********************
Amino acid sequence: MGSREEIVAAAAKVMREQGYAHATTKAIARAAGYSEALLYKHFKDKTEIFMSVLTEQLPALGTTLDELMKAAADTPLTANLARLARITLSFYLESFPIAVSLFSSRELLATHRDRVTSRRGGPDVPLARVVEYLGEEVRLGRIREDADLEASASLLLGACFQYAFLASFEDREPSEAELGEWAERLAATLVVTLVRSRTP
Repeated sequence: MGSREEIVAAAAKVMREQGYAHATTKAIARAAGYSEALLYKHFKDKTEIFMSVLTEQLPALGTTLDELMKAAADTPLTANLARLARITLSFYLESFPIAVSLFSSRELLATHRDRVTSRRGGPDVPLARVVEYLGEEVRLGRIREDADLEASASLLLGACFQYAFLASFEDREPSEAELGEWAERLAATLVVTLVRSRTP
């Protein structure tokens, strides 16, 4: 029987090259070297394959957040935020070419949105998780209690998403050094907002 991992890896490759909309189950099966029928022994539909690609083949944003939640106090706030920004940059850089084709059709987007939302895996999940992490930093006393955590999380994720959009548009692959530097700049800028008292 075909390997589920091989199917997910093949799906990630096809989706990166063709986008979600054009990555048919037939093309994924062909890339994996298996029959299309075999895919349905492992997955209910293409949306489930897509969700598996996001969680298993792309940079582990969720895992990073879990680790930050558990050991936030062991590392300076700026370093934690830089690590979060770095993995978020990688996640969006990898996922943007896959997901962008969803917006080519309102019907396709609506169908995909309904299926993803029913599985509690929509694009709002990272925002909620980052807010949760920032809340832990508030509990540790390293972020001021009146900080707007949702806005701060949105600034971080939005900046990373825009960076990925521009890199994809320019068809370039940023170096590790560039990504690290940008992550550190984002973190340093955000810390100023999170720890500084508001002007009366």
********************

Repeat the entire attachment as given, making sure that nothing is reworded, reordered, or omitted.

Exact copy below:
Amino acid sequence: MGSREEIVAAAAKVMREQGYAHATTKAIARAAGYSEALLYKHFKDKTEIFMSVLTEQLPALGTTLDELMKAAADTPLTANLARLARITLSFYLESFPIAVSLFSSRELLATHRDRVTSRRGGPDVPLARVVEYLGEEVRLGRIREDADLEASASLLLGACFQYAFLASFEDREPSEAELGEWAERLAATLVVTLVRSRTP
Repeated sequence: MGSREEIVAAAAKVMREQGYAHATTKAIARAAGYSEALLYKHFKDKTEIFMSVLTEQLPALGTTLDELMKAAADTPLTANLARLARITLSFYLESFPIAVSLFSSRELLATHRDRVTSRRGGPDVPLARVVEYLGEEVRLGRIREDADLEASASLLLGACFQYAFLASFEDREPSEAELGEWAERLAATLVVTLVRSRTP
């Protein structure tokens, strides 16, 4: 029987090259070297394959957040935020070419949105998780209690998403050094907002 991992890896490759909309189950099966029928022994539909690609083949944003939640106090706030920004940059850089084709059709987007939302895996999940992490930093006393955590999380994720959009548009692959530097700049800028008292 075909390997589920091989199917997910093949799906990630096809989706990166063709986008979600054009990555048919037939093309994924062909890339994996298996029959299309075999895919349905492992997955209910293409949306489930897509969700598996996001969680298993792309940079582990969720895992990073879990680790930050558990050991936030062991590392300076700026370093934690830089690590979060770095993995978020990688996640969006990898996922943007896959997901962008969803917006080519309102019907396709609506169908995909309904299926993803029913599985509690929509694009709002990272925002909620980052807010949760920032809340832990508030509990540790390293972020001021009146900080707007949702806005701060949105600034971080939005900046990373825009960076990925521009890199994809320019068809370039940023170096590790560039990504690290940008992550550190984002973190340093955000810390100023999170720890500084508001002007009366």